JANM Opens New Hello Kitty Exhibition

Los Angeles just got a little cuter with the opening of Japanese American National Museum’s newest exhibition, Hello! Exploring the Supercute World of Hello Kitty, organized with Sanrio in honor of Hello Kitty’s 40th anniversary.

The first large-scale Hello Kitty museum in the United States, Hello! takes fans –– both the kids and the kids-at-heart –– on a trip through the brand’s archives, featuring vintage memorabilia, collections from collaborations and artwork that depicts the character’s evolution from a Japanese cultural figure into a global phenomenon. Visitors have the chance to view special pieces like the plastic coin purse –– the first Hello Kitty item Sanrio sold back in 1975 –– as well as Hello Kitty kitchen appliances, skateboards and surfboards and even a pair of boxers with the face of everyone’s favorite kitty stamped all over.

Gary Baseman for JANM

Gary Baseman for JANM

Older generations have the chance to journey back to their childhood with the wall of display cases featuring every Hello Kitty backpack Sanrio has ever produced. Another wall is lined with Hello Kitty plushes released throughout the years, giving viewers a visual representation of the brand’s transformation.

“I think our art portion stands up to any art exhibition in LA right now,” Dr. Greg Kimura, President and CEO of JANM, said last night at the VIP party for the exhibition, which was MCed by Japanese American actress (and former Audrey cover girl!) Tamlyn Tomita.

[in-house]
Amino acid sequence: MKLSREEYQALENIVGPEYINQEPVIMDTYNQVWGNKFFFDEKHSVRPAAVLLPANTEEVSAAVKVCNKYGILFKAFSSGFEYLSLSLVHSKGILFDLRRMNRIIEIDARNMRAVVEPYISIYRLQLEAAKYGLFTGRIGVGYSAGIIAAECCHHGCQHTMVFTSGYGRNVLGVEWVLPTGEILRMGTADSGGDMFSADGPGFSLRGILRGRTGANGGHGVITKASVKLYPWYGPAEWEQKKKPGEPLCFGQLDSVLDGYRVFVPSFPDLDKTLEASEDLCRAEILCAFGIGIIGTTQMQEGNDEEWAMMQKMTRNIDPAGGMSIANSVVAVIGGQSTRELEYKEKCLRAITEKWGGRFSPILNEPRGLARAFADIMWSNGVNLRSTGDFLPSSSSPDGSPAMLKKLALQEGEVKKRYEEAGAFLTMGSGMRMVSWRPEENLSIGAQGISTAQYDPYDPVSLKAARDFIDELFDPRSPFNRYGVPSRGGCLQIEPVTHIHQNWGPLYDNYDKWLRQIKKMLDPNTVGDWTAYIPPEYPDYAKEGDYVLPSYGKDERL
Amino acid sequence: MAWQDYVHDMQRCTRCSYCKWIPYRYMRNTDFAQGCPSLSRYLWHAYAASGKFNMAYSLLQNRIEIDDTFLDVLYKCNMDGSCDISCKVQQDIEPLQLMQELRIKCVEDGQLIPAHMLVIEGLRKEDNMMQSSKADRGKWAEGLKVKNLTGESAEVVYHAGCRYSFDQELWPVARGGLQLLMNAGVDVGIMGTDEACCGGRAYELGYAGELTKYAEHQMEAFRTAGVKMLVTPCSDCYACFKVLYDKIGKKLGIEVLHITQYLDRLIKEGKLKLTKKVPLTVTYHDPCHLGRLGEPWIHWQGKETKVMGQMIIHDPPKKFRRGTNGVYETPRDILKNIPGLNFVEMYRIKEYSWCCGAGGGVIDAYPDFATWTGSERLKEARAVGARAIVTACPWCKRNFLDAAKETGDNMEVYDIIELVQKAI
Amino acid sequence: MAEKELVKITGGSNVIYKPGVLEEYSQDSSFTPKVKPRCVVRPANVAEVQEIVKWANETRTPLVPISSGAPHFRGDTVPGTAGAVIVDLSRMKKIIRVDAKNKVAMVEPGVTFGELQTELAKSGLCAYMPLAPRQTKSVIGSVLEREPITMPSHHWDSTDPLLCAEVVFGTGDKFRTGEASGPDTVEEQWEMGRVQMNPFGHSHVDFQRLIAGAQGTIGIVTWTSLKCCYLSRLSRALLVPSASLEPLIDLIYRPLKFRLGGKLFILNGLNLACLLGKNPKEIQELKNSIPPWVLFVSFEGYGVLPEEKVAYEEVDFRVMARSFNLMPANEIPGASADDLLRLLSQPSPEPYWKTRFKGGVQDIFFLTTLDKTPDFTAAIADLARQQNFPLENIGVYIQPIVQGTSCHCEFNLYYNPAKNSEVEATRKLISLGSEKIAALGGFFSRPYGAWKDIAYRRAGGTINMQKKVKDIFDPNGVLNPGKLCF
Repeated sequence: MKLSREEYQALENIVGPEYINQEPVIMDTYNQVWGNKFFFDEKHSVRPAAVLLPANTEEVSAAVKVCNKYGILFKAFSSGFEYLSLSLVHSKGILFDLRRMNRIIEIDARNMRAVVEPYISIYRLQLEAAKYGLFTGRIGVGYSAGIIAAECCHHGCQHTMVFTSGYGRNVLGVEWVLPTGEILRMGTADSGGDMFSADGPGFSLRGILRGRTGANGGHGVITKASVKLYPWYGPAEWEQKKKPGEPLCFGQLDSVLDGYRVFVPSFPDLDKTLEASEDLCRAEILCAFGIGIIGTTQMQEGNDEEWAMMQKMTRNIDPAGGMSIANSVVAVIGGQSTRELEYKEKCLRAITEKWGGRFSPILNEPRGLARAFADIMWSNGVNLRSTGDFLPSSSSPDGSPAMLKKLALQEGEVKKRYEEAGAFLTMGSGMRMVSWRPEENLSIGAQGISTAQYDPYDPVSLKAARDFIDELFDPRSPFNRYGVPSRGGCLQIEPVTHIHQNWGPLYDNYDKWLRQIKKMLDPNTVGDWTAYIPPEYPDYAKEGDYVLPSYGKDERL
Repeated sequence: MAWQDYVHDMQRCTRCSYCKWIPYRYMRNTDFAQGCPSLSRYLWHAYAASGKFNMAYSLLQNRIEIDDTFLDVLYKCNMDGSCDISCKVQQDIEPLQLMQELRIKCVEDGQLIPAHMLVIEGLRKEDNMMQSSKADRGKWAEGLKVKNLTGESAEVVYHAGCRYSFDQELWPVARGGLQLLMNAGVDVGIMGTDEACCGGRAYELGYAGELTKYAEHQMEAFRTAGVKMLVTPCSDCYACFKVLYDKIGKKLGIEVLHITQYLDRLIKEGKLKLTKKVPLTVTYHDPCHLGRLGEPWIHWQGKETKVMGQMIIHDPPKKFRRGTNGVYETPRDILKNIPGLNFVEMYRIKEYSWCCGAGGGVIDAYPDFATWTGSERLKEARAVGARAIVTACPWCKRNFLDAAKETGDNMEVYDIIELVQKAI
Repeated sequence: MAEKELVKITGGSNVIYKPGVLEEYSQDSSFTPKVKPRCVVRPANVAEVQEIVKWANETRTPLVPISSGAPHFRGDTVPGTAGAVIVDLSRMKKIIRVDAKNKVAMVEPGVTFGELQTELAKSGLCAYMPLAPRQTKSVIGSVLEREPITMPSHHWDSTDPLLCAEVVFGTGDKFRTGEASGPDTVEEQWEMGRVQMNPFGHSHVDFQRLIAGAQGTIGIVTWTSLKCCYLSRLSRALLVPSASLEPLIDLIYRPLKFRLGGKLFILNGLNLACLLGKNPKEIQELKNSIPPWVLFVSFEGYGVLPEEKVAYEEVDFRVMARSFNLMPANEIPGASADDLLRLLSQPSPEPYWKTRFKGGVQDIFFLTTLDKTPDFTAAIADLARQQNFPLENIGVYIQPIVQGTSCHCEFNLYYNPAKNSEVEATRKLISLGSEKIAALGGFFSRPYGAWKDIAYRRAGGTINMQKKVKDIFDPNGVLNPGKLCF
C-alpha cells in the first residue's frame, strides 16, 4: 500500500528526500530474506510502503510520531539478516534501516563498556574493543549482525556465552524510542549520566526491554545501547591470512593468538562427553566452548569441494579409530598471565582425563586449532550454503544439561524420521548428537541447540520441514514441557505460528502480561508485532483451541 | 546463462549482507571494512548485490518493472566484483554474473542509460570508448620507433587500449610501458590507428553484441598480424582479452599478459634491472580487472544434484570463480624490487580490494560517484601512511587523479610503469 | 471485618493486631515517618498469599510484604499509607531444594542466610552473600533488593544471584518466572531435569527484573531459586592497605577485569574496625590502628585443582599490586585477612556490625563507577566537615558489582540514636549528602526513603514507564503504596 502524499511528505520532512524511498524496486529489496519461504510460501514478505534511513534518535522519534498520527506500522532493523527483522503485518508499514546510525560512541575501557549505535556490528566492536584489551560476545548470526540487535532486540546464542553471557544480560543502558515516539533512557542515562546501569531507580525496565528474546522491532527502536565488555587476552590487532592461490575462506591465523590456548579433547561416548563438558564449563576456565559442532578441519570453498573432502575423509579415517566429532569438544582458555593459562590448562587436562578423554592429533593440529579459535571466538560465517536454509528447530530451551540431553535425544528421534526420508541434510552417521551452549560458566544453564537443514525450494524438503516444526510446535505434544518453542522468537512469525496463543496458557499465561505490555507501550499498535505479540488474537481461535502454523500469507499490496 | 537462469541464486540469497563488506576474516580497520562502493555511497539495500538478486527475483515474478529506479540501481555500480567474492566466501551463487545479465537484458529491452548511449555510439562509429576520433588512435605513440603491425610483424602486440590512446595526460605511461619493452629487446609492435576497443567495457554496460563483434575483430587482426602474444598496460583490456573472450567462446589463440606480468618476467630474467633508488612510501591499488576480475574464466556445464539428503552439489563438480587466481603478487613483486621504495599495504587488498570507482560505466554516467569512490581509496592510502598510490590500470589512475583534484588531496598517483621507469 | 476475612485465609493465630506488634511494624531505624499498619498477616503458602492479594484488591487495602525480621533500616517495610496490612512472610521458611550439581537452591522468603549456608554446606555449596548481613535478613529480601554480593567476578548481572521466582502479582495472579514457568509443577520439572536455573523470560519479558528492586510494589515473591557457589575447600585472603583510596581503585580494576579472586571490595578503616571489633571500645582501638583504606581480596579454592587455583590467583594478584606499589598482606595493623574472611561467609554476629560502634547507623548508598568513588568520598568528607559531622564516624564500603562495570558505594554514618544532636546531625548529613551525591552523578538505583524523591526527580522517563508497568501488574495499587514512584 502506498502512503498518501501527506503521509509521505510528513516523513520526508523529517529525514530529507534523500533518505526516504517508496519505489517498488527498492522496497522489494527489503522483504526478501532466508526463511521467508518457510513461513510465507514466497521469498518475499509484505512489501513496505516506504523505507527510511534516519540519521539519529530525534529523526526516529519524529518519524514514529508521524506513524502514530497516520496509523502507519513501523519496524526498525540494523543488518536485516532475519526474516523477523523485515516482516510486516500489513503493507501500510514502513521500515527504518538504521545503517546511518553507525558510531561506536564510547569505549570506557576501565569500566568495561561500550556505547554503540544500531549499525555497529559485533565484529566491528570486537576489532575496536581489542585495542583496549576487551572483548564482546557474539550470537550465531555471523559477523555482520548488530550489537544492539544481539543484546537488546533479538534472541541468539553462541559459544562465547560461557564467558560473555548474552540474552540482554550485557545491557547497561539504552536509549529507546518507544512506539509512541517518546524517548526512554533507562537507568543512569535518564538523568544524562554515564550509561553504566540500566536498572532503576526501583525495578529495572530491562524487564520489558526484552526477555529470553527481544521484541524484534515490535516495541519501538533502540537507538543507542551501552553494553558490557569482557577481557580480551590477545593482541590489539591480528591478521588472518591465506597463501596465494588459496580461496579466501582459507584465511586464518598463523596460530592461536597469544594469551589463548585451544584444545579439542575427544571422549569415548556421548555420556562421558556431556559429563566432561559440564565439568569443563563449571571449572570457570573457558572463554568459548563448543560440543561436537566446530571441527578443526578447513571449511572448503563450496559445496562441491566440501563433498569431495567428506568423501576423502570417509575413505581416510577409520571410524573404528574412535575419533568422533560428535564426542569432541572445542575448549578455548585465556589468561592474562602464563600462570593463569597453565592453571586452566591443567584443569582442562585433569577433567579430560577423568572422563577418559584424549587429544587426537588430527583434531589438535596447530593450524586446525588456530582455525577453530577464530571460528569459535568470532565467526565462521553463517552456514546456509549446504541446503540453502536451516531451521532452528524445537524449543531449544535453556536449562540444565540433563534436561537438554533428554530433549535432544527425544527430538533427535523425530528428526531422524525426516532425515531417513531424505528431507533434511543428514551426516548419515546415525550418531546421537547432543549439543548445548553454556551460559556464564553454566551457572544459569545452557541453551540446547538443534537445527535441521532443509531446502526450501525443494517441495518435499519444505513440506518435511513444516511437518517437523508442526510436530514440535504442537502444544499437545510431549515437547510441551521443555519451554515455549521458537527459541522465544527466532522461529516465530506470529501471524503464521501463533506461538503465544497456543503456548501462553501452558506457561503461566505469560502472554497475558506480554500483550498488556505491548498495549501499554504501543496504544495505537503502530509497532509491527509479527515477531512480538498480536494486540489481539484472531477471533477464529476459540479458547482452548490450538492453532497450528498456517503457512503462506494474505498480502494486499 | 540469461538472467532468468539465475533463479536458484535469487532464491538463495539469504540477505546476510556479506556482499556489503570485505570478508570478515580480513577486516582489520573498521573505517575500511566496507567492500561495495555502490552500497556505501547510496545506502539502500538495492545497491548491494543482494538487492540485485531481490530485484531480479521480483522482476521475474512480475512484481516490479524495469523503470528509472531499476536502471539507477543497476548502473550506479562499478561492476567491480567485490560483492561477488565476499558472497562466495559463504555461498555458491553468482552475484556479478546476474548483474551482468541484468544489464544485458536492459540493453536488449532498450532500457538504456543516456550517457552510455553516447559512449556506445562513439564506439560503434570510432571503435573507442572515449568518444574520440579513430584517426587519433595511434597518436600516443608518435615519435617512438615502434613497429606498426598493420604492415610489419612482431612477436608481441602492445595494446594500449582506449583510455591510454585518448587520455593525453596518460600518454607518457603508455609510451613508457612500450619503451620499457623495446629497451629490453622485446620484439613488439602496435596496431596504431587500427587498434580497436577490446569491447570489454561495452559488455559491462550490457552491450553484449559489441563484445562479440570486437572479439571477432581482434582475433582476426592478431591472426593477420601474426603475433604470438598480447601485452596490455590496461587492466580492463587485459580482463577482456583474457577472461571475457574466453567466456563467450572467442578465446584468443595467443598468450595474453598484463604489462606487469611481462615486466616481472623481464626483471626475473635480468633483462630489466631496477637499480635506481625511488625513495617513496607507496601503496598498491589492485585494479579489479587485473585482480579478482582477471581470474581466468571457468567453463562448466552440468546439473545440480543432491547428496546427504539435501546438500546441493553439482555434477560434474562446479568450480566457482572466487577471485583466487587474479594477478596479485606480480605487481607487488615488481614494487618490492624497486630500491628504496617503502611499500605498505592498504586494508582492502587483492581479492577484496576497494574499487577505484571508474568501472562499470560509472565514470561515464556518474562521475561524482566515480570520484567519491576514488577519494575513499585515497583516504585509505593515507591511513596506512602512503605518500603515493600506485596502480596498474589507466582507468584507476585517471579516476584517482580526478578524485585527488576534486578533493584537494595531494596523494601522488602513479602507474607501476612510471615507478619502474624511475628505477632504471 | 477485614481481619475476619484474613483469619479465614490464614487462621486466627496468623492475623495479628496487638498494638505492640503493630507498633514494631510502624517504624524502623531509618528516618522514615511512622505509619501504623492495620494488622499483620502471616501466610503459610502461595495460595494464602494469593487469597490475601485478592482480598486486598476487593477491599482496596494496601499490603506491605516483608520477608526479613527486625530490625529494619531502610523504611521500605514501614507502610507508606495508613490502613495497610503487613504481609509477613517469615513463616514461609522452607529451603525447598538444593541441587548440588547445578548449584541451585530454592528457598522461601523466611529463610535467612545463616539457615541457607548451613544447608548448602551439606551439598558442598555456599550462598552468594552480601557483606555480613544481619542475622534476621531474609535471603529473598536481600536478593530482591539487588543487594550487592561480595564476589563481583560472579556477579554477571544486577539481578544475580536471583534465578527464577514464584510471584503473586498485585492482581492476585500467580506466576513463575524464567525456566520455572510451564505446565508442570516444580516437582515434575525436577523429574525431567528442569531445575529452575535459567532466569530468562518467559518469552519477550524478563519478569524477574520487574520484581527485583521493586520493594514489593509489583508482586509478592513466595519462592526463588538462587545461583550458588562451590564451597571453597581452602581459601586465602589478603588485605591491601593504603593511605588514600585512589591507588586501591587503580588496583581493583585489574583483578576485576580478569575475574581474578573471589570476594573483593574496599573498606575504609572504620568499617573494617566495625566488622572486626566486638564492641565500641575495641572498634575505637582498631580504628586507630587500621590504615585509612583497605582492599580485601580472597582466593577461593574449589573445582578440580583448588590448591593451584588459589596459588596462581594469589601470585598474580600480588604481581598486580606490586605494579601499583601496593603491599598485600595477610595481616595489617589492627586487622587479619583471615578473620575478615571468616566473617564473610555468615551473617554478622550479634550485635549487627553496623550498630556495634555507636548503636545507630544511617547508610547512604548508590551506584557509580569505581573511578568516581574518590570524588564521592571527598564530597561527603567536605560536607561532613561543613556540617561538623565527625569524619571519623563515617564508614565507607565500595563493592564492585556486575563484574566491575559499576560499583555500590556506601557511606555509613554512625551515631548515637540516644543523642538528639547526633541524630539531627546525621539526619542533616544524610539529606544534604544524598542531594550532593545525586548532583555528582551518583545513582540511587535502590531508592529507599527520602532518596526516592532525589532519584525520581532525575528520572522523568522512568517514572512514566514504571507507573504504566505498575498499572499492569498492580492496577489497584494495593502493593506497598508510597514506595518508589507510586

Hello Kitty vintage plush, 1976

Hello Kitty vintage plush, 1976

The art gallery proudly boasts 40 mixed-media works created specially for the exhibit by well-known artists such as Audrey Kawasaki and Gary Baseman, as well as collaborating brands like tokidoki and Swarovski. The celebrity and fashion portion of the exhibit illustrates the far-reaching influence of Hello Kitty, featuring the dress of plush toys Lady Gaga once wore for a photoshoot celebrating the character’s 35th birthday.

JANM has also opened a pop-up store for the exhibition, where visitors can purchase exclusive Hello Kitty for JANM items like pins, bags and coin purses.

The exhibition will be on view through April 26, 2015. Tickets are $20 for adults, $10 for ages 6-17 and free for ages 5 and under. JANM members receive free admission.

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Japan’s Creative Take on the Haunted House

In case you needed more proof that Japan is always taking old, tired concepts and turning them on their heads before the rest of the world can.

This past summer 2013 and continuing into 2014, The Museum of Contemporary Art in Tokyo, Japan opened a new exhibit for children titled “Ghosts, Underpants and Stars,” but its most popular project is the Torafu Architects’ Haunted Play House.

Created by Koichi Suzuno and Shinya Kamuro, Haunted Play House spins off the traditional dark, zombie and ghost-filled Halloween houses with a subtle yet eerie art gallery. The architectural installation contains hidden passageways, contorted paintings, funhouse mirrors and thousands of watching eyes.

It may be spooky, but the project also aims to educate children on art history while simultaneously fueling their imaginations.

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